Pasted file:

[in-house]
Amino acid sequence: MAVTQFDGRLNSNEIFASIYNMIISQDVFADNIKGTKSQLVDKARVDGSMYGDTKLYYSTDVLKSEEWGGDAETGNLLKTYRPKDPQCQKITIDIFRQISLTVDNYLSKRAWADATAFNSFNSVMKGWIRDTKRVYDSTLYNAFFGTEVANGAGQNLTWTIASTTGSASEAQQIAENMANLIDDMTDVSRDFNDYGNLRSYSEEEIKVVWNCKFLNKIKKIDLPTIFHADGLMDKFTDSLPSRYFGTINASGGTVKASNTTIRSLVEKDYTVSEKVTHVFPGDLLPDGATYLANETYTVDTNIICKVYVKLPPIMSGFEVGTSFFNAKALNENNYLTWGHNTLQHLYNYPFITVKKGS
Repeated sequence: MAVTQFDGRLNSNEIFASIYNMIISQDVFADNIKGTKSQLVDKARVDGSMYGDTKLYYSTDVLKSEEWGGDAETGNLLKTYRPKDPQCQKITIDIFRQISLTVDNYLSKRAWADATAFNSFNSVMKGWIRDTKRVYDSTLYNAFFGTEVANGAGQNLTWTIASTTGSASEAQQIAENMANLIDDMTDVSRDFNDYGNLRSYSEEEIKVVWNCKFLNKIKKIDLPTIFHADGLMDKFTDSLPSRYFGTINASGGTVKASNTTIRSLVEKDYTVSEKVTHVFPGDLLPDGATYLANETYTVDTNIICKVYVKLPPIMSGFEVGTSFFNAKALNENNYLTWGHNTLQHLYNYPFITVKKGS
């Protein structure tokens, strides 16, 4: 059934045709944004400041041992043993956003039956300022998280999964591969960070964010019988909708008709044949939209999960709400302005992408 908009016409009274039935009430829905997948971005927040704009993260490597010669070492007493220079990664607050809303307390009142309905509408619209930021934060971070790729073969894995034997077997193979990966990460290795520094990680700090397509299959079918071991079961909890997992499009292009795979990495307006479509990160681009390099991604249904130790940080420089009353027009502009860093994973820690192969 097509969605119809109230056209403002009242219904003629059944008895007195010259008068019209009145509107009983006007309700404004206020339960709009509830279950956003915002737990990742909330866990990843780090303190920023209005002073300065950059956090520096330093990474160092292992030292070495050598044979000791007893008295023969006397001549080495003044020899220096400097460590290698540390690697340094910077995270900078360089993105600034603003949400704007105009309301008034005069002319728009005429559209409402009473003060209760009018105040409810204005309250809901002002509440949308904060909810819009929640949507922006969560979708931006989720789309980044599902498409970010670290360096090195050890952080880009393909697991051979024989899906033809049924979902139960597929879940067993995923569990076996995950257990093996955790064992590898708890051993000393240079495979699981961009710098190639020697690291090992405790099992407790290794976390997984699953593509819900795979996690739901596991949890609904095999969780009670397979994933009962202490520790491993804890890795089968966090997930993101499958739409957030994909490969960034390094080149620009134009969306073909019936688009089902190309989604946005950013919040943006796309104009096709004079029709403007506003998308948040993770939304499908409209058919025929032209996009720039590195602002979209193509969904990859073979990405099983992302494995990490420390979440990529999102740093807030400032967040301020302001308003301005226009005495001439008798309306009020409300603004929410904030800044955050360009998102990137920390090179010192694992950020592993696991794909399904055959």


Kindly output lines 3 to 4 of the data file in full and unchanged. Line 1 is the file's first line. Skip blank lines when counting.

Repeated sequence: MAVTQFDGRLNSNEIFASIYNMIISQDVFADNIKGTKSQLVDKARVDGSMYGDTKLYYSTDVLKSEEWGGDAETGNLLKTYRPKDPQCQKITIDIFRQISLTVDNYLSKRAWADATAFNSFNSVMKGWIRDTKRVYDSTLYNAFFGTEVANGAGQNLTWTIASTTGSASEAQQIAENMANLIDDMTDVSRDFNDYGNLRSYSEEEIKVVWNCKFLNKIKKIDLPTIFHADGLMDKFTDSLPSRYFGTINASGGTVKASNTTIRSLVEKDYTVSEKVTHVFPGDLLPDGATYLANETYTVDTNIICKVYVKLPPIMSGFEVGTSFFNAKALNENNYLTWGHNTLQHLYNYPFITVKKGS
């Protein structure tokens, strides 16, 4: 059934045709944004400041041992043993956003039956300022998280999964591969960070964010019988909708008709044949939209999960709400302005992408 908009016409009274039935009430829905997948971005927040704009993260490597010669070492007493220079990664607050809303307390009142309905509408619209930021934060971070790729073969894995034997077997193979990966990460290795520094990680700090397509299959079918071991079961909890997992499009292009795979990495307006479509990160681009390099991604249904130790940080420089009353027009502009860093994973820690192969 097509969605119809109230056209403002009242219904003629059944008895007195010259008068019209009145509107009983006007309700404004206020339960709009509830279950956003915002737990990742909330866990990843780090303190920023209005002073300065950059956090520096330093990474160092292992030292070495050598044979000791007893008295023969006397001549080495003044020899220096400097460590290698540390690697340094910077995270900078360089993105600034603003949400704007105009309301008034005069002319728009005429559209409402009473003060209760009018105040409810204005309250809901002002509440949308904060909810819009929640949507922006969560979708931006989720789309980044599902498409970010670290360096090195050890952080880009393909697991051979024989899906033809049924979902139960597929879940067993995923569990076996995950257990093996955790064992590898708890051993000393240079495979699981961009710098190639020697690291090992405790099992407790290794976390997984699953593509819900795979996690739901596991949890609904095999969780009670397979994933009962202490520790491993804890890795089968966090997930993101499958739409957030994909490969960034390094080149620009134009969306073909019936688009089902190309989604946005950013919040943006796309104009096709004079029709403007506003998308948040993770939304499908409209058919025929032209996009720039590195602002979209193509969904990859073979990405099983992302494995990490420390979440990529999102740093807030400032967040301020302001308003301005226009005495001439008798309306009020409300603004929410904030800044955050360009998102990137920390090179010192694992950020592993696991794909399904055959």